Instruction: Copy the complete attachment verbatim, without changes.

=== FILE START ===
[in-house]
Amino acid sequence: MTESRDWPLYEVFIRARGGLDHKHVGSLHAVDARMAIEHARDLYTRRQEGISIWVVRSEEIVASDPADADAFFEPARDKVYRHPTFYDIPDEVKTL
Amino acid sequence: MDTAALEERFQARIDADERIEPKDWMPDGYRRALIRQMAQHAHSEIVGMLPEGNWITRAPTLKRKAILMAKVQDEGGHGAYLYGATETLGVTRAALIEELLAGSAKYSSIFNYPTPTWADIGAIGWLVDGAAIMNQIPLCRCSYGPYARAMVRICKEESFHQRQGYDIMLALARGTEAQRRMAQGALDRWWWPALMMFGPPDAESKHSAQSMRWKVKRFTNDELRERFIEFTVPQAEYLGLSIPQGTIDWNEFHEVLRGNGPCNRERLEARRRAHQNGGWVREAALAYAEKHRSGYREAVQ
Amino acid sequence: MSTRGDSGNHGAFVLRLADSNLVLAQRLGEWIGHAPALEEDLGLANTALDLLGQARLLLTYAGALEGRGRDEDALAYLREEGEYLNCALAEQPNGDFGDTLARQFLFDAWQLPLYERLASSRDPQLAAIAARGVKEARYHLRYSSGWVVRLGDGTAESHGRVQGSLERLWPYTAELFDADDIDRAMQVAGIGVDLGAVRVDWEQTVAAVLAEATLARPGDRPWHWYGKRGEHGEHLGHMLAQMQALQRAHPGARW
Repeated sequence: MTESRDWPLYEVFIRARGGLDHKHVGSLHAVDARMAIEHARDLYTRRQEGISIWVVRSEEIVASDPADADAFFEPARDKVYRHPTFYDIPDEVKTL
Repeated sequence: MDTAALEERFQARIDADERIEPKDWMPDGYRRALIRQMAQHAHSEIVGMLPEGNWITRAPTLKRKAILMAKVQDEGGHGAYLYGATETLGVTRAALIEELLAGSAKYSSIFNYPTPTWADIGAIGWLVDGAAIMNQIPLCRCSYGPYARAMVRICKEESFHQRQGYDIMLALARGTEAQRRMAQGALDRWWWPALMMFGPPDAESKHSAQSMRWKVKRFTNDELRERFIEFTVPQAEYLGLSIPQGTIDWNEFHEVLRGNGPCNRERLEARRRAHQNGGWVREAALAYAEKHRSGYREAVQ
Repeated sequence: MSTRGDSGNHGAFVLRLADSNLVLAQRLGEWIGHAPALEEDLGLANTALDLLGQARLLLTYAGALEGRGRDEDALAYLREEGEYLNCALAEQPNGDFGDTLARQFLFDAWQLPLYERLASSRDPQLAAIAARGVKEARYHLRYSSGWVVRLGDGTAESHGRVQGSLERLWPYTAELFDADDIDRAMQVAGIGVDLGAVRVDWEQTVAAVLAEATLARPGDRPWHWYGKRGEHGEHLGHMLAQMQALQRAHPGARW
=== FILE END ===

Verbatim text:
[in-house]
Amino acid sequence: MTESRDWPLYEVFIRARGGLDHKHVGSLHAVDARMAIEHARDLYTRRQEGISIWVVRSEEIVASDPADADAFFEPARDKVYRHPTFYDIPDEVKTL
Amino acid sequence: MDTAALEERFQARIDADERIEPKDWMPDGYRRALIRQMAQHAHSEIVGMLPEGNWITRAPTLKRKAILMAKVQDEGGHGAYLYGATETLGVTRAALIEELLAGSAKYSSIFNYPTPTWADIGAIGWLVDGAAIMNQIPLCRCSYGPYARAMVRICKEESFHQRQGYDIMLALARGTEAQRRMAQGALDRWWWPALMMFGPPDAESKHSAQSMRWKVKRFTNDELRERFIEFTVPQAEYLGLSIPQGTIDWNEFHEVLRGNGPCNRERLEARRRAHQNGGWVREAALAYAEKHRSGYREAVQ
Amino acid sequence: MSTRGDSGNHGAFVLRLADSNLVLAQRLGEWIGHAPALEEDLGLANTALDLLGQARLLLTYAGALEGRGRDEDALAYLREEGEYLNCALAEQPNGDFGDTLARQFLFDAWQLPLYERLASSRDPQLAAIAARGVKEARYHLRYSSGWVVRLGDGTAESHGRVQGSLERLWPYTAELFDADDIDRAMQVAGIGVDLGAVRVDWEQTVAAVLAEATLARPGDRPWHWYGKRGEHGEHLGHMLAQMQALQRAHPGARW
Repeated sequence: MTESRDWPLYEVFIRARGGLDHKHVGSLHAVDARMAIEHARDLYTRRQEGISIWVVRSEEIVASDPADADAFFEPARDKVYRHPTFYDIPDEVKTL
Repeated sequence: MDTAALEERFQARIDADERIEPKDWMPDGYRRALIRQMAQHAHSEIVGMLPEGNWITRAPTLKRKAILMAKVQDEGGHGAYLYGATETLGVTRAALIEELLAGSAKYSSIFNYPTPTWADIGAIGWLVDGAAIMNQIPLCRCSYGPYARAMVRICKEESFHQRQGYDIMLALARGTEAQRRMAQGALDRWWWPALMMFGPPDAESKHSAQSMRWKVKRFTNDELRERFIEFTVPQAEYLGLSIPQGTIDWNEFHEVLRGNGPCNRERLEARRRAHQNGGWVREAALAYAEKHRSGYREAVQ
Repeated sequence: MSTRGDSGNHGAFVLRLADSNLVLAQRLGEWIGHAPALEEDLGLANTALDLLGQARLLLTYAGALEGRGRDEDALAYLREEGEYLNCALAEQPNGDFGDTLARQFLFDAWQLPLYERLASSRDPQLAAIAARGVKEARYHLRYSSGWVVRLGDGTAESHGRVQGSLERLWPYTAELFDADDIDRAMQVAGIGVDLGAVRVDWEQTVAAVLAEATLARPGDRPWHWYGKRGEHGEHLGHMLAQMQALQRAHPGARW